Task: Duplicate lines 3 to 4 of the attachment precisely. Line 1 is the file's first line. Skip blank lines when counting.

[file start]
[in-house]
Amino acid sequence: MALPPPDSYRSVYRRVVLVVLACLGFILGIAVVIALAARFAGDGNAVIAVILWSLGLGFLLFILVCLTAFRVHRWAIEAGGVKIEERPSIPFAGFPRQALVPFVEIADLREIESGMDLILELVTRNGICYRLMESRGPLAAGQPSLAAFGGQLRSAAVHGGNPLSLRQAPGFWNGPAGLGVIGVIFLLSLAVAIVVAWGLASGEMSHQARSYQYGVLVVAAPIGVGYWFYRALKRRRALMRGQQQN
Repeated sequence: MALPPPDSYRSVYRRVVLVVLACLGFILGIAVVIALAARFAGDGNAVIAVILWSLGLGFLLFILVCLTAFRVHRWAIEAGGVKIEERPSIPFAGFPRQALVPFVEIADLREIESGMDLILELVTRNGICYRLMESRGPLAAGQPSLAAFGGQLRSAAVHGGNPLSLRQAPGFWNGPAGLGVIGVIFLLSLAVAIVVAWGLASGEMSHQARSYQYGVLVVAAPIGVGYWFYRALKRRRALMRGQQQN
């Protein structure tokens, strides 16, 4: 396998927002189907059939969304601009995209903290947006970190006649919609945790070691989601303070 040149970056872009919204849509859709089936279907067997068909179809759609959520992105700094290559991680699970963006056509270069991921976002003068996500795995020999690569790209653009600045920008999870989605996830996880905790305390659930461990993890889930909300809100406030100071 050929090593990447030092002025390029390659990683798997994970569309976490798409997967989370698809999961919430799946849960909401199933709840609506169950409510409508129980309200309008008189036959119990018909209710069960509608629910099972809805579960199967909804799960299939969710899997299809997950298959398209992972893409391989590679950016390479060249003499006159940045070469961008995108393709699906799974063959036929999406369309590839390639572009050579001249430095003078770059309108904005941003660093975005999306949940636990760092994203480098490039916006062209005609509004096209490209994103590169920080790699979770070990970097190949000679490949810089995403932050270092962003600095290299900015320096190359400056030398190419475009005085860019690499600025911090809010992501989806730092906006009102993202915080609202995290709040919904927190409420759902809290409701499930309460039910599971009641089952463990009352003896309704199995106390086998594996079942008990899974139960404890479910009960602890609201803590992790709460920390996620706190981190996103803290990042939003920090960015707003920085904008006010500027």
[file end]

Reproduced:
Repeated sequence: MALPPPDSYRSVYRRVVLVVLACLGFILGIAVVIALAARFAGDGNAVIAVILWSLGLGFLLFILVCLTAFRVHRWAIEAGGVKIEERPSIPFAGFPRQALVPFVEIADLREIESGMDLILELVTRNGICYRLMESRGPLAAGQPSLAAFGGQLRSAAVHGGNPLSLRQAPGFWNGPAGLGVIGVIFLLSLAVAIVVAWGLASGEMSHQARSYQYGVLVVAAPIGVGYWFYRALKRRRALMRGQQQN
């Protein structure tokens, strides 16, 4: 396998927002189907059939969304601009995209903290947006970190006649919609945790070691989601303070 040149970056872009919204849509859709089936279907067997068909179809759609959520992105700094290559991680699970963006056509270069991921976002003068996500795995020999690569790209653009600045920008999870989605996830996880905790305390659930461990993890889930909300809100406030100071 050929090593990447030092002025390029390659990683798997994970569309976490798409997967989370698809999961919430799946849960909401199933709840609506169950409510409508129980309200309008008189036959119990018909209710069960509608629910099972809805579960199967909804799960299939969710899997299809997950298959398209992972893409391989590679950016390479060249003499006159940045070469961008995108393709699906799974063959036929999406369309590839390639572009050579001249430095003078770059309108904005941003660093975005999306949940636990760092994203480098490039916006062209005609509004096209490209994103590169920080790699979770070990970097190949000679490949810089995403932050270092962003600095290299900015320096190359400056030398190419475009005085860019690499600025911090809010992501989806730092906006009102993202915080609202995290709040919904927190409420759902809290409701499930309460039910599971009641089952463990009352003896309704199995106390086998594996079942008990899974139960404890479910009960602890609201803590992790709460920390996620706190981190996103803290990042939003920090960015707003920085904008006010500027």